Number three was different. I made the request to the doctor, who was some guy with an office 30 miles away from where I live who I'd never met before. He basically said, well, ok, I'll "try", but I prefer the patients to be fully under. In the actual procedure, the very first time I said it was painful, wham!, I was out and don't remember a single thing after that. I was P.O.ed at the time, but since I just put it down to a concern that I might move or something if I were conscious, I basically let it go, although I was determined to make a bigger issue of it next time.

Well, now that I've seen the above-mentioned article, there is a new theory on the table for why colonoscopists prefer to have their patients unconscious: so that they won't go back and tell their primary care docs that the damn colonoscopy only took two minutes!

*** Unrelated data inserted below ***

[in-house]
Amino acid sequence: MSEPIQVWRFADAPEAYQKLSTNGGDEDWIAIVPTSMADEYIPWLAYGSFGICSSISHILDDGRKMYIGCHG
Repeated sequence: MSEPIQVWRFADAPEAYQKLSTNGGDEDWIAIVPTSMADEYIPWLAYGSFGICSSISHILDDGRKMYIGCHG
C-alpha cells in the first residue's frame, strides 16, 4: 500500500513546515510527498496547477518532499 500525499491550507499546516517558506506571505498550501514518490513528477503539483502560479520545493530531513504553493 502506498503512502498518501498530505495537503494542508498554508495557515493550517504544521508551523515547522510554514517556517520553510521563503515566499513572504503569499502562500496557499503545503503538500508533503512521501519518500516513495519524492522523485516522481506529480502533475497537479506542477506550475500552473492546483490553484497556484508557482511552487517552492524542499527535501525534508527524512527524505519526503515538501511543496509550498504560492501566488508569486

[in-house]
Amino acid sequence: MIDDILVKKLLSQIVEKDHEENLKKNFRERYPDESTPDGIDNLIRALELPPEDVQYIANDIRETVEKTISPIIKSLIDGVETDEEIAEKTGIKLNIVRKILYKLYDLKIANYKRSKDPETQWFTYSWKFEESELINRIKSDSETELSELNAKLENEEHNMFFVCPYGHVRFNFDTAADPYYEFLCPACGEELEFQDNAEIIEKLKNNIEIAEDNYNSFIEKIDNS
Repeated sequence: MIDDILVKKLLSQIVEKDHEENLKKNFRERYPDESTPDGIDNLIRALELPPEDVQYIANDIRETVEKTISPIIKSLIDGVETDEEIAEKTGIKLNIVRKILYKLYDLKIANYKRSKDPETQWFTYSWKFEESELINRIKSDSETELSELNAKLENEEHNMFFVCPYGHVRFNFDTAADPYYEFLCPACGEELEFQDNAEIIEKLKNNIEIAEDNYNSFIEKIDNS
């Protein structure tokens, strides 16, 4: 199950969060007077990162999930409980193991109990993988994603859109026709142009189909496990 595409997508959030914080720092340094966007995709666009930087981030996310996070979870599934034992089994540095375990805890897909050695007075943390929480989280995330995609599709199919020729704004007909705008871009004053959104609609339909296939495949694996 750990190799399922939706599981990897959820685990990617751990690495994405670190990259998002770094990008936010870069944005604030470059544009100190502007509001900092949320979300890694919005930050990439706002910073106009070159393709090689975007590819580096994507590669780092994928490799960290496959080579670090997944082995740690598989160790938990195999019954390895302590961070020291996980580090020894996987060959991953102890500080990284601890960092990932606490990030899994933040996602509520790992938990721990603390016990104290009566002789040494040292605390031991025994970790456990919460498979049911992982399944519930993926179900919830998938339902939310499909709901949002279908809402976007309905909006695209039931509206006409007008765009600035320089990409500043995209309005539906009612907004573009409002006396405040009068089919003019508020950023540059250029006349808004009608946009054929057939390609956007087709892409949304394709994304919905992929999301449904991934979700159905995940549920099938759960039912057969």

And not only that, the trust that medical people put in colonoscopies is impressive: I've talked to many doctors about them, and it is universally believed that if you have a normal colon after a colonoscopy, then you aren't going to get colon cancer for at least 5 years. After two, they say that it's 10 years (one surgeon I spoke to recommended 2-3 years, but he was a krufty old geezer who probably knew things that even most docs don't know about the interaction between medical practice and everyday human greed, laziness, and incompetence).